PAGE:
After the State of Michigan stripped the residents of Flint of their ability to elect local representatives, state-appointed officials decided to use the Flint River as a water source without adding corrosion controls. As a result, lead leached from the water pipes and poisoned the drinking water, causing untold harm to the people of Flint. The ACLU of Michigan and the Natural Resources Defense Council (NRDC) filed a federal lawsuit against state and city officials seeking a court order requiring them to comply with the Safe Drinking Water Act. The goal of the lawsuit, filed in 2016, was to require the state and the city to replace the lead pipes and, in the meantime, ensure that officials deliver safe drinking water. Judge David Lawson granted our request for door-to-door bottled water delivery and filter installation, and soon after recommended that the parties enter mediation. In 2017 we reached an unprecedented settlement for $97 million requiring the state and city to replace all lead and galvanized pipes throughout Flint, allocate resources for health and wellness programs, continue door-to-door filter installation and education, and extensively monitor Flint’s tap water for lead. We continue to monitor compliance and, when necessary, file motions to enforce aspects of the settlement, including the city’s agreement to complete excavations and replacements at all remaining homes in Flint by the end of 2022. (Concerned Pastors for Social Action v. Khouri; ACLU Attorneys Bonsitu Kitaba-Gaviglio and Dan Korobkin; co-counsel Dimple Chaudhary, Sarah Tallman, Jolie McLaughlin, and Jared Knicley of NRDC, and Glenn Simmington.)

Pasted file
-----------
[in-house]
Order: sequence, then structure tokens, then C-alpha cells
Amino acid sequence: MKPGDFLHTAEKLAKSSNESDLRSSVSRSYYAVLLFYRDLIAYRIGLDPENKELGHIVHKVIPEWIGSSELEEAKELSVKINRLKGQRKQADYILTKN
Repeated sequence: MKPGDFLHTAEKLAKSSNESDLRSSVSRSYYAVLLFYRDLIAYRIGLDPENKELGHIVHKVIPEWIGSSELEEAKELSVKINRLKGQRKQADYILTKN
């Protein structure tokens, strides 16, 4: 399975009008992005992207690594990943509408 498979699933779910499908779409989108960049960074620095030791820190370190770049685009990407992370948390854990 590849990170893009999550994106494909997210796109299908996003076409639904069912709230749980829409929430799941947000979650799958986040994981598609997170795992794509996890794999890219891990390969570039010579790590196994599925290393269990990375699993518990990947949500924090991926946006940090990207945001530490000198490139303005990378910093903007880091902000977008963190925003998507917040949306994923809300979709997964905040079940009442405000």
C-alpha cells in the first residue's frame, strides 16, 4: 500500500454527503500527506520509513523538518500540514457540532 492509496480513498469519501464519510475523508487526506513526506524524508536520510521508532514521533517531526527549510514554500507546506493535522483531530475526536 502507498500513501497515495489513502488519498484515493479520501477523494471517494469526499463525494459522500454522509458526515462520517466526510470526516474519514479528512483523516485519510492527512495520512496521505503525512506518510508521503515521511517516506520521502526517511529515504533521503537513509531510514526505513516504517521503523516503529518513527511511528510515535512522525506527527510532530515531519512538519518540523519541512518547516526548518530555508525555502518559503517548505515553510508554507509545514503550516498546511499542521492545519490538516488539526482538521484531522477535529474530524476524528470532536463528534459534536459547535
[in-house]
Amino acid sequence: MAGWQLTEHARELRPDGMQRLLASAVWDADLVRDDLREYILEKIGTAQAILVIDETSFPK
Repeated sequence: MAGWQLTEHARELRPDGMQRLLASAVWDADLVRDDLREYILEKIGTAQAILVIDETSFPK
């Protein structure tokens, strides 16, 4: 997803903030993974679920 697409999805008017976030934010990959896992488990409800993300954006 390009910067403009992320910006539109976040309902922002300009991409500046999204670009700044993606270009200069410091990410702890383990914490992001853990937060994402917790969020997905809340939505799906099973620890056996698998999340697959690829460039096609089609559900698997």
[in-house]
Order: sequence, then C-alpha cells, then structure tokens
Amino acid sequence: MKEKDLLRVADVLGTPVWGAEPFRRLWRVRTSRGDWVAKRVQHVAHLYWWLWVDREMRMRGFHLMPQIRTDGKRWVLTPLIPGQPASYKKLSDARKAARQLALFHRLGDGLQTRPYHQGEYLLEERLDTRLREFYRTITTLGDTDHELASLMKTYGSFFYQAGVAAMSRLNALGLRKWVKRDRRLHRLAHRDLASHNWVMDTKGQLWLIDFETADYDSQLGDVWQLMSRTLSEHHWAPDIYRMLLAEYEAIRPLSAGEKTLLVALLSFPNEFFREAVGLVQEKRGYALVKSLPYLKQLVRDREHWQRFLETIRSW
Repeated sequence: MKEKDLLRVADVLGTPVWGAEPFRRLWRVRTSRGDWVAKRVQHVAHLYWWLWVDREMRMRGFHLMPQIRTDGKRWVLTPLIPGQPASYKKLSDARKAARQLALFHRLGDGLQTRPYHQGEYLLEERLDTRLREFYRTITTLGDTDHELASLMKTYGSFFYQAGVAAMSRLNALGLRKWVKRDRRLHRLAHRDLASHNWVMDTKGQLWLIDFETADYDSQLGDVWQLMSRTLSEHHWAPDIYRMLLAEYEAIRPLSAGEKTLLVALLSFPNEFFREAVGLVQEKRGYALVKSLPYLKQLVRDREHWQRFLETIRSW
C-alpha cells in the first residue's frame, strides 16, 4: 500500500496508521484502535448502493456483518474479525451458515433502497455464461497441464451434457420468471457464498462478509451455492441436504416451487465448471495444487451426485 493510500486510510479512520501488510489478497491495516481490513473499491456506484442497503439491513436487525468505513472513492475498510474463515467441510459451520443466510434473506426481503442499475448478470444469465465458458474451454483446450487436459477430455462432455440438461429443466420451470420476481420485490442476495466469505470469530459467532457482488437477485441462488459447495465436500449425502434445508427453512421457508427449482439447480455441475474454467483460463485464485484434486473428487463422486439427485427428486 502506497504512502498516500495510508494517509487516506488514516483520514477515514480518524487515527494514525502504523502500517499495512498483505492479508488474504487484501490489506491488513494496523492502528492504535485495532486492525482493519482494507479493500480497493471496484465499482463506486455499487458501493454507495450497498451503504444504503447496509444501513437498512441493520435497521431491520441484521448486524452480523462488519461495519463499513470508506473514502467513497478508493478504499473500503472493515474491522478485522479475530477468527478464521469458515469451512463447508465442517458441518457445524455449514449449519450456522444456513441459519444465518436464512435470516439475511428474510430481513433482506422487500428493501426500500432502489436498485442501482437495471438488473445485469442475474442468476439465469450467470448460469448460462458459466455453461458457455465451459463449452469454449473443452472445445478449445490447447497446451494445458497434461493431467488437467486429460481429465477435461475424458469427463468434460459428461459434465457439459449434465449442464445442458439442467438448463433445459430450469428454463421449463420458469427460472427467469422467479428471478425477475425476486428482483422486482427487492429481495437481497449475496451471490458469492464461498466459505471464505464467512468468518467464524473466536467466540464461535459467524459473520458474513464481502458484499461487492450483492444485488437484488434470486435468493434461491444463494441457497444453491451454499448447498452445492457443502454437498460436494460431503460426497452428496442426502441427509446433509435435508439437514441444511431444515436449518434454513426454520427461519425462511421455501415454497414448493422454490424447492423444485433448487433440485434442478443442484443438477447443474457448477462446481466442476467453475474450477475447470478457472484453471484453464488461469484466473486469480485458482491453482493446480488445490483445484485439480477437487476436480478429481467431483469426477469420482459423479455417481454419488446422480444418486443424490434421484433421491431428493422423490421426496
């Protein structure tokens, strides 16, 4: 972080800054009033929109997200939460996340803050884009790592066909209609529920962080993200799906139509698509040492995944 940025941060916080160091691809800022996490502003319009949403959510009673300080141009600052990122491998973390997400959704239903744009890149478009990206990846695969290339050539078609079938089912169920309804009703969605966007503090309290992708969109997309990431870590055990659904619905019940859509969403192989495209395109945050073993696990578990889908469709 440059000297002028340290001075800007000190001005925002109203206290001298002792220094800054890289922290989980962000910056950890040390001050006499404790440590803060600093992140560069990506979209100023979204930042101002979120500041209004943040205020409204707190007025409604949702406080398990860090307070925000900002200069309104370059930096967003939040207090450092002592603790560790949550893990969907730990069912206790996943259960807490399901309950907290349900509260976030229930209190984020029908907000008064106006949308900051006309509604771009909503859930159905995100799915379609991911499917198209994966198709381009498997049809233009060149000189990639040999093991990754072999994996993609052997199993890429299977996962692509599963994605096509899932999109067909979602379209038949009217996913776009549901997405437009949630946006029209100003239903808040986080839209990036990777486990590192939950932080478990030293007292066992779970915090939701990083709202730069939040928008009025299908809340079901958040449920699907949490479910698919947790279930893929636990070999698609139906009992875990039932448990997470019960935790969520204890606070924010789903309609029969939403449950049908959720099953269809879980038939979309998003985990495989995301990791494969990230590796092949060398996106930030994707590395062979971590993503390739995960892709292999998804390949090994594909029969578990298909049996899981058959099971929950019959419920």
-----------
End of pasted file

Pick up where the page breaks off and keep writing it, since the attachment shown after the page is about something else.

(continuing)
The Michigan Legislature is in session.